If Pixelmator is GarageBand, this feels more like Logic Pro.

The User Interface

Precision is easy to achieve

One of the nice things about the Affinity Photo interface is the fact there are enough precision tools to keep the app from being handicapped while maintaining an iPad like interface. Moreover, the interface for precision tools is really nice, with preset suggestions for values which are most oftenly used, along with a number pad for more control.

Typographic options are great.

There are enough typographic options in here to keep a type nerd engaged. You can change the tracking, leading, kerning, or enable ligatures, small caps, subscripts, super scripts, et all. If you are someone who cares about type, there are enough options to make things look great. Add to that, the makers of the software have added a range of custom typefaces as well.

However, typing is the worst feature of Affinity Photo. Even with a host of options, typing text on Affinity Photo is a horrid nightmare. Given Affinity Photo’s utter disregard for platform conventions, they’ve built in a custom clipboard for their app, which allows only the text from their app to be copied and pasted. A custom clipboard, text selection tool and the absence of proper quick type suggestions, makes the experience feel flaky and half baked.

Add to that, if you were hoping to use Affinity Photo to create miniature fliers or posters on the go, when you export in PDF, the text is rasterised! Making it unselectable on any other editor. Good luck with Affinity Photo, if you plan to right more than a couple of lines Of text.

Unfortunately, Affinity Photo’s disdain for platform conventions leads its UI into making a mess of simple things like deleting and renaming files. Infact much of Affinity’s interface is so far off the iOS paradigms that it feels almost alien to the platform at first. While some of these decisions do pay off, Most of them feel overdone.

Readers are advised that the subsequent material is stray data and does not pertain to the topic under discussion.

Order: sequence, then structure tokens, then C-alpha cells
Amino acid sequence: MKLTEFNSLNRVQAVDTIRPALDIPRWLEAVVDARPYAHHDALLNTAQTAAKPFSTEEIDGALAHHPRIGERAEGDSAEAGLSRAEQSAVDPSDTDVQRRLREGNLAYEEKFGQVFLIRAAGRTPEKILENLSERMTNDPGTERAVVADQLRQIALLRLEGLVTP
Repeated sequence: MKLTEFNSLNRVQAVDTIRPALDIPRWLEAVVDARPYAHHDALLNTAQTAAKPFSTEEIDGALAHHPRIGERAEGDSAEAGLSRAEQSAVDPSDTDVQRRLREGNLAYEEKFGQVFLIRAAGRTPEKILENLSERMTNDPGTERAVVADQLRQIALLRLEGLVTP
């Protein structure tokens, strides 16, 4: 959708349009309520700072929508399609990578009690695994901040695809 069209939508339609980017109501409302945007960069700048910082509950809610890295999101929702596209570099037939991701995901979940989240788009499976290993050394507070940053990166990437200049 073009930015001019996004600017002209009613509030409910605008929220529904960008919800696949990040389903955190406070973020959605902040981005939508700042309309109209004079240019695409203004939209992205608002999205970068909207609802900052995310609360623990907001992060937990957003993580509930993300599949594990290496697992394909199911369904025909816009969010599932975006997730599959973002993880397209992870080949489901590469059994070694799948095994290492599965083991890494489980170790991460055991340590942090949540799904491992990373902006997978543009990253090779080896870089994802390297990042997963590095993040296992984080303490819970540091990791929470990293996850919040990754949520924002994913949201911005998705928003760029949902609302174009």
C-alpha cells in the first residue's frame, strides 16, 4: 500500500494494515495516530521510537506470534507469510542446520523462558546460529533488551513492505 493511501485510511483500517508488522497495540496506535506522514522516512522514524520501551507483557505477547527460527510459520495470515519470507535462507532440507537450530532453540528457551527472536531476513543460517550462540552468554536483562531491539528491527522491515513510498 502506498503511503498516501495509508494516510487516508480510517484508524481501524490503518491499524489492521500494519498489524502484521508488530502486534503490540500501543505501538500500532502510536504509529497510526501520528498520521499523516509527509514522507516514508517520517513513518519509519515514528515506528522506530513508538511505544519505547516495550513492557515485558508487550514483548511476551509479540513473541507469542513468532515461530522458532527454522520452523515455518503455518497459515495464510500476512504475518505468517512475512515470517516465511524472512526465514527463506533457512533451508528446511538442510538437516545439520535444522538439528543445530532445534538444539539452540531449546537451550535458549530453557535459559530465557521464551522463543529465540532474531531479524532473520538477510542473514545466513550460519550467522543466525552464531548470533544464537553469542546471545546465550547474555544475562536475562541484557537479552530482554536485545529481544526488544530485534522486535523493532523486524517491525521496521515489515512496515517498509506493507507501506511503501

Placing a document requires a minimum of two taps! and poor grouping of Layer based options, leaves users juggling between different menus

One of the biggest casualties of shunning iOS interfaces is the inclusion of circular sliders. Sure, they’re the coolest looking UI elements for a pro app. But they’re astronomically hard to use. Add to that, these sliders are very sensitive to random taps. They can drastically change their values, due to a single accidental tap on the screen. Making it even more difficult to work. I almost always end up using the precision controls. Which shouldn’t be the case if only minor tweaks were to be done.

Sure, they’re the coolest looking UI elements for a pro app. But they’re astronomically hard to use.

Affinity Photo is a powerful tool. There’s no doubt about it’s capabilities. But it’s also one that feels over designed. It’s a software which would have benefited a lot from better grouping, smarter interactions, and a better understanding of the platform it’s being built for. There’s no mistaking that Affinity Photo’s UI Design leaves a lot to be desired.

Does it help in creating a workflow?

All said and done, if an app is usable enough, if its professional enough to provide users with what they “need”, in a package that’s not catastrophically bad, I think there can be some workflow that can be formed around it to achieve certain tasks which it can do faster than its computer counterparts.

Affinity Photo allows that to a large extent. It makes some of the complex image editing tools easier, just because of their focus on a touch-screen optimised interface for selections, retouching and image manipulation.

Having said that, Affinity Photo has a long way to go to displace photoshop on a computer as a primary design tool. For it to be a real alternative, it needs to be faster than photoshop at doing some key tasks that users want, and it should be able to provide a large enough canvas to go from a white screen to a pro-shot.

Coming back to the spectrum of pro design apps on iPad. I’ll rank it somewhere here: